- Seam guide attachment – this prevents marking the quilt and helps with guiding you to creating a straight seam…helps but you still have to take ownership ;)
- small thread scissors
I didn’t use a quiltbat because flannel is warm. I wanted a floppy feel to the quilt so the child can drag it around like Linus does. If you decide to use a quilt bat, use a thin cotton so shrinkage stays the same. Buy extra needles because 6 layers of fabric is
I had the gal at the fabric store cut my 2m of background fabric in half. Sure I could do it but, why do I want to when she is willing and able? I had her cut the .5 meter separate as well too. Then I knew I could get straight to work.
I never pre-wash anything. Shocking right? There are several reasons for this.
- the sizing on the fabric ( its like a starch added to the fabric in production) keeps the fabric stiff and easier to work with, especially cutting!
- I like the look of shrinkage after the quilting (quilting is the sewing of the layers together) is done. It wrinkles between the quilting and it makes it look vintage and pre-loved.
- Fabric rarely runs any more. I have never had that problem and when I do, I dunk the entire quilt into a tea bath and dye it to even out the colours. Again, a nice vintage look.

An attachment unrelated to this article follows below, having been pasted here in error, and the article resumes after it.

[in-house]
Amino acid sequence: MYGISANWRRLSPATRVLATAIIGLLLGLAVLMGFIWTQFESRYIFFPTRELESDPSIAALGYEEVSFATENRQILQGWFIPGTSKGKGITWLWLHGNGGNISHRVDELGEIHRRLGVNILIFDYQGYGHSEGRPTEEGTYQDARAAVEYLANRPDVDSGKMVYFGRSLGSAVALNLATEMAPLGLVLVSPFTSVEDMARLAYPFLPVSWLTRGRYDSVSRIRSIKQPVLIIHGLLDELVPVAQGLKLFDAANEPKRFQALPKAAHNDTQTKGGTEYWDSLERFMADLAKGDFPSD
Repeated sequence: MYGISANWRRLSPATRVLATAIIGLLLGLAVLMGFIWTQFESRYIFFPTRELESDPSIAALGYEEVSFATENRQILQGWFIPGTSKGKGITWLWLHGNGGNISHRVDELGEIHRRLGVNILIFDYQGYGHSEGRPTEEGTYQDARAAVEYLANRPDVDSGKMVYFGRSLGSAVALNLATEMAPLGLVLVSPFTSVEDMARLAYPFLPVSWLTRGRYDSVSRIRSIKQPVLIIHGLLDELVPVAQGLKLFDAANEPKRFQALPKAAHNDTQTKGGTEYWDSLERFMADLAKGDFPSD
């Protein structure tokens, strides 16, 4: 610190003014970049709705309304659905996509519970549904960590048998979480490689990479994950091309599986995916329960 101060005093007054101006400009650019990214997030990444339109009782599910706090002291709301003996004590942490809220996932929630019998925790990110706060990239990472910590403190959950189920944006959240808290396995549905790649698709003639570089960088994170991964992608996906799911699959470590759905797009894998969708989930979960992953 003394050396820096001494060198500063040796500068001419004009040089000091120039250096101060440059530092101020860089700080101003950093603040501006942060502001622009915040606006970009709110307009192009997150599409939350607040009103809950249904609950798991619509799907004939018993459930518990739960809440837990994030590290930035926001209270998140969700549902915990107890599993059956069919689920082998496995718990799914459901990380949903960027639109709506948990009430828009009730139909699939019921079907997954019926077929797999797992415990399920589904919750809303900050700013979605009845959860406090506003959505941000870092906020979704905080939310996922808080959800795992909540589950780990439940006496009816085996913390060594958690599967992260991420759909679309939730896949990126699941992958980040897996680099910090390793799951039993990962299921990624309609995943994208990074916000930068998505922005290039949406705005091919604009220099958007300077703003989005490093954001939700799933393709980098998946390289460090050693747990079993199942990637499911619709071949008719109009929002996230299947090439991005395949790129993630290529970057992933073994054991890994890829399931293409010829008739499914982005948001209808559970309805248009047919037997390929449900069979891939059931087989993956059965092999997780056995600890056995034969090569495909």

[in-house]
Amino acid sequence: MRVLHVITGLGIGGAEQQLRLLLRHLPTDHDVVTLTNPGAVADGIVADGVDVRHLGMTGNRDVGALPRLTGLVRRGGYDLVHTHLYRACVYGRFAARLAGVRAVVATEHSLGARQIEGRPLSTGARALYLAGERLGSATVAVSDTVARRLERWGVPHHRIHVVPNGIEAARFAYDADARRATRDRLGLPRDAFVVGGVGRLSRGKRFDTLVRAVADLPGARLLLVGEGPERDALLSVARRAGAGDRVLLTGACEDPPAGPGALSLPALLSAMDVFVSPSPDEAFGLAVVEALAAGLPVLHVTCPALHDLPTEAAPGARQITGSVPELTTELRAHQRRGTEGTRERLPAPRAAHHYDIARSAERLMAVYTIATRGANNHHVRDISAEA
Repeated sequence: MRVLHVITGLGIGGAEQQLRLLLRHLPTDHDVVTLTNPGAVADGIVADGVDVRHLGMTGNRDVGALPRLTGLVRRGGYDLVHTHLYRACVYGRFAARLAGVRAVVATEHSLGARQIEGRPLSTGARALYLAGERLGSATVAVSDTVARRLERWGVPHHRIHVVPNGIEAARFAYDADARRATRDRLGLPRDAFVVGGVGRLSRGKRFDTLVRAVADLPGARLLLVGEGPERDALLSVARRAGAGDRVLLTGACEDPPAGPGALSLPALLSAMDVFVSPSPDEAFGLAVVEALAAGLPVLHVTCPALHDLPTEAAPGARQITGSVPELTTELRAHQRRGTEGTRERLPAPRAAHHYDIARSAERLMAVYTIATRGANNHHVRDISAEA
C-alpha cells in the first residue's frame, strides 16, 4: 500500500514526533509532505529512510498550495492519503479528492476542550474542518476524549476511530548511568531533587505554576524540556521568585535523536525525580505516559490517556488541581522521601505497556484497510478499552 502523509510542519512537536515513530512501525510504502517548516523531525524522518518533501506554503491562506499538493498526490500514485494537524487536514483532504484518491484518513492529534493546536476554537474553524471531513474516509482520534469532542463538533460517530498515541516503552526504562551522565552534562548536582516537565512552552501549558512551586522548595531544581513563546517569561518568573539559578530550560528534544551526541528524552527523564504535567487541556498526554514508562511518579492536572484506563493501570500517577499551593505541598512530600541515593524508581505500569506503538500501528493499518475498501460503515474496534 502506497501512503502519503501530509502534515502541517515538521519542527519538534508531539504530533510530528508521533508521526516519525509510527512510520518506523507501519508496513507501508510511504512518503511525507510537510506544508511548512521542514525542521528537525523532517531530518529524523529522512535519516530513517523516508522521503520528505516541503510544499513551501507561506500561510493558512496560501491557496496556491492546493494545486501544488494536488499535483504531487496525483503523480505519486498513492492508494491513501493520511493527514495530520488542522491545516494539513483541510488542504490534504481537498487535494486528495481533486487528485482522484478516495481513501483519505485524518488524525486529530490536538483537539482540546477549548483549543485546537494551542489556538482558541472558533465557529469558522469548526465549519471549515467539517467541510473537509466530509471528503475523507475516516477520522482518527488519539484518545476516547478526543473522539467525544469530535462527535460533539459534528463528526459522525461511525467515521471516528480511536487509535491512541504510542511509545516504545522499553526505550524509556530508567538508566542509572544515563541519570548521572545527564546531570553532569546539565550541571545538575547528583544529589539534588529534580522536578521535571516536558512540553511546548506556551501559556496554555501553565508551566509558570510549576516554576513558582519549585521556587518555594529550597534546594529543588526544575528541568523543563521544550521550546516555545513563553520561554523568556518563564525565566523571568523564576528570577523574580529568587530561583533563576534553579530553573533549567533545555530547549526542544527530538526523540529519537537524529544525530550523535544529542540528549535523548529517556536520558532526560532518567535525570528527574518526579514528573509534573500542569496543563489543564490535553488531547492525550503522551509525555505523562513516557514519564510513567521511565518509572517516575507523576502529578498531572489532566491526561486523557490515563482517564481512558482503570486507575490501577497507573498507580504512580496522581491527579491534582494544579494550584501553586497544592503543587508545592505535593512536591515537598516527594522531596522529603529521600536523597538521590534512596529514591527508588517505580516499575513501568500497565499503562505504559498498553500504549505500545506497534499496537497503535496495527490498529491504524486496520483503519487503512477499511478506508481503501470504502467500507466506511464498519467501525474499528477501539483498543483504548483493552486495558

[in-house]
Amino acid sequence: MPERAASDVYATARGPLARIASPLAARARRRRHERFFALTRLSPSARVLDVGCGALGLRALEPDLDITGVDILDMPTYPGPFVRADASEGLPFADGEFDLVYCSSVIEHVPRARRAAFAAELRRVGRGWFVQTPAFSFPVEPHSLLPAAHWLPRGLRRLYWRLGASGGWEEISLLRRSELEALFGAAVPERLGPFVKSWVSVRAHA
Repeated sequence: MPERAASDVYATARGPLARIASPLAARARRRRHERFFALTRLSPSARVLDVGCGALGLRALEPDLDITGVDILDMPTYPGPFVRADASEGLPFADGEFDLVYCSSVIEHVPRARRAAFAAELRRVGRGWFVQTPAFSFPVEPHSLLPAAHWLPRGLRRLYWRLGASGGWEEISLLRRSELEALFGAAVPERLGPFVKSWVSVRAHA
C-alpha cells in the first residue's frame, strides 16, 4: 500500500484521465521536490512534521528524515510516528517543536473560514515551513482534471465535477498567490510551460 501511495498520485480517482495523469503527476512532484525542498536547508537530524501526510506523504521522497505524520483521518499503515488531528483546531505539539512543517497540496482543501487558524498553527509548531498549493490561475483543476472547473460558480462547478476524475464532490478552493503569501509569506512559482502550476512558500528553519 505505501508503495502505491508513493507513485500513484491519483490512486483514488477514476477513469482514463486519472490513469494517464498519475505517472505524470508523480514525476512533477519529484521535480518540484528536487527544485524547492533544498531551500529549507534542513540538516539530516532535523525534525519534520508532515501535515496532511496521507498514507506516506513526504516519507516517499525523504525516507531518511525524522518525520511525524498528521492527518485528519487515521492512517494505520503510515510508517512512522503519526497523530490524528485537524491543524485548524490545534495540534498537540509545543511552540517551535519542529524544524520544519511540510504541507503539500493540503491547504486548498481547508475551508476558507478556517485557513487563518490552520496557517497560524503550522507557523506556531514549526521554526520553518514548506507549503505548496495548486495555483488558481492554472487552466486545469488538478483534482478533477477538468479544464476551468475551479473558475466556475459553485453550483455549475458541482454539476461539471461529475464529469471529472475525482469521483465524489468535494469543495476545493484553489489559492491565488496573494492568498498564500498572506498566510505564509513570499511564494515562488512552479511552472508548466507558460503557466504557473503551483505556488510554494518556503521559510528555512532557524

- When working with raw edge flannel, the more fraying the better.
- The binding shrinks at the same rate as the quilt, less pressing (ironing) and sharper corners when mitering.
I layered my fabric on the floor in the following order:
The Quilt base:
- Background fabric
- Quiltbatting – I omitted this step
- Top fabric – Be careful to place these two pieces of fabric WRONG sides together. The good side of the fabric will be on the bottom and on the top. Wrong sides are sandwich together inside the quilt.
The chenille – layered next on top of the “top fabric”
- Print – right side down, so the top right side and the print right side are touching. This fabric will be the dominant colour throughout your quilt. Choose wisely.
- Second colour – right side down
- Third colour – right side up.
Layering is the most important step and crucial to get right. The fabric will not be straight or square. That is okay, we will square it up after sewing the layers together.